Governor Mark Dayton is set to announce his decision this morning (10am) on a bonding bill for state public works projects. Some line-item vetoes are likely, but Dayton wouldn’t give any details yesterday. “I spent two hours working on the letter this morning — last night and this morning,” he said. “I’m not gonna blow my own cover.”
The bill that Republicans passed with Democrats’ help includes 825 million dollars in standard “general obligation” bonds, but also taps other sources to bring the total to nearly 1.6 billion dollars — a larger dollar amount than Dayton originally proposed. The governor said Tuesday, “I have opinions on even parts that I’m prepared to go along with.”
In the bonding bill, the legislature passed there’s 542 million dollars for transportation projects — 400 million of that for the Corridors of Commerce program beginning in 2022. The University of Minnesota would receive 79 million dollars for buildings. State colleges and universities would get 129 million. The bill includes 32 million dollars for three new veterans homes in Bemidji, Montevideo, and Preston. There’s also 25 million dollars for school safety grants.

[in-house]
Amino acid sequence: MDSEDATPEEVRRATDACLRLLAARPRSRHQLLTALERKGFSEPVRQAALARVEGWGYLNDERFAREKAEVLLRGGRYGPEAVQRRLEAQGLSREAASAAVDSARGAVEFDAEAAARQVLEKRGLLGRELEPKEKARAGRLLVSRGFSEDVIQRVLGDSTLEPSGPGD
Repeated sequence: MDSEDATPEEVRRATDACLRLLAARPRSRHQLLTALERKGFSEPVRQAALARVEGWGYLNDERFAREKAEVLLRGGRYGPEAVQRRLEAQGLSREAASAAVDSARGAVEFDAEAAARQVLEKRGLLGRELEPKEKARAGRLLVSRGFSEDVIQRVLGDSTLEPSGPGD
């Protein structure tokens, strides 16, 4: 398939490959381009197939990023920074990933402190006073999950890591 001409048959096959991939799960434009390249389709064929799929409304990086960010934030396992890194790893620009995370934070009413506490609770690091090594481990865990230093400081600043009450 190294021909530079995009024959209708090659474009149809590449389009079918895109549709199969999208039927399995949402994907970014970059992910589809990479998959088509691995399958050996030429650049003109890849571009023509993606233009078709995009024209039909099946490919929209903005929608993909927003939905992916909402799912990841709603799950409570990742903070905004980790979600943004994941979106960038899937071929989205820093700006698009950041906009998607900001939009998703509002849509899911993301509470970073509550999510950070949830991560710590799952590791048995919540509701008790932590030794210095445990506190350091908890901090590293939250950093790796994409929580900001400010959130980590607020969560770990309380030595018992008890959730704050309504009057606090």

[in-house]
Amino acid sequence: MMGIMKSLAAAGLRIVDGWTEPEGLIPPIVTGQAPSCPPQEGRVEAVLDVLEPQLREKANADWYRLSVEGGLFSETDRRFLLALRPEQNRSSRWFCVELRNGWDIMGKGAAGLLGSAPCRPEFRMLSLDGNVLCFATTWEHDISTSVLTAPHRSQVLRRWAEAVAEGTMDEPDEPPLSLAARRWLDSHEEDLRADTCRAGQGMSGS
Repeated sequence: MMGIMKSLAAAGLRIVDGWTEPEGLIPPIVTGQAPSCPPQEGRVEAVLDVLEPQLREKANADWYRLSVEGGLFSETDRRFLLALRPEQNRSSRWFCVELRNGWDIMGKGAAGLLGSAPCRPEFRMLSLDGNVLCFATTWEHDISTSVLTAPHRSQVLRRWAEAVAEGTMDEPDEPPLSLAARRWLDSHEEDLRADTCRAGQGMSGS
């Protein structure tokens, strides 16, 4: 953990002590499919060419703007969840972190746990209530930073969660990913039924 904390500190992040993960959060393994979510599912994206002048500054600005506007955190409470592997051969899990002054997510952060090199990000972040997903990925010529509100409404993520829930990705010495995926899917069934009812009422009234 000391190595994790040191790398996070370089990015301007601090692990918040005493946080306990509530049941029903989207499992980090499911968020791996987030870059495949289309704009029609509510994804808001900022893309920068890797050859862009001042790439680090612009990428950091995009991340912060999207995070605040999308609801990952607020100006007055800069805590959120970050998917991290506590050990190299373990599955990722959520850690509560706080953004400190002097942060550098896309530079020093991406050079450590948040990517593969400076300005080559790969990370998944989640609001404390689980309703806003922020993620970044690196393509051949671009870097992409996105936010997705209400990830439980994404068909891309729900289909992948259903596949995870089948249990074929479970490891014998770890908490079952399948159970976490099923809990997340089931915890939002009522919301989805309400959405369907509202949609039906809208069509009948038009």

Other projects of note:
6 million dollars for Moorhead – rail grade separation crossing at 21st Street South
16 million for upgrades at the state correctional facility in Saint Cloud
8 million to the National Eagle Center in Wabasha
5 million to demolish the RiverCentre parking ramp in Saint Paul to prepare for construction of a new ramp
15 million for renovating the Fort Snelling Visitor Center
Duluth Senator Eric Simonson says he’s extremely disappointed the port city’s request for 164 million dollars was *not* included in the bonding bill. It was to build out the public infrastructure for a planned 675-million-dollar upgrade at Essentia Health’s Duluth Hospital and a 200-million-dollar upgrade at Saint Luke’s. Simonson says he suspects politics played a role. Rochester Republican Dave Senjem says “absolutely, certainly not” — that the measure came up at the last minute in the legislative session after encountering trouble in a key committee.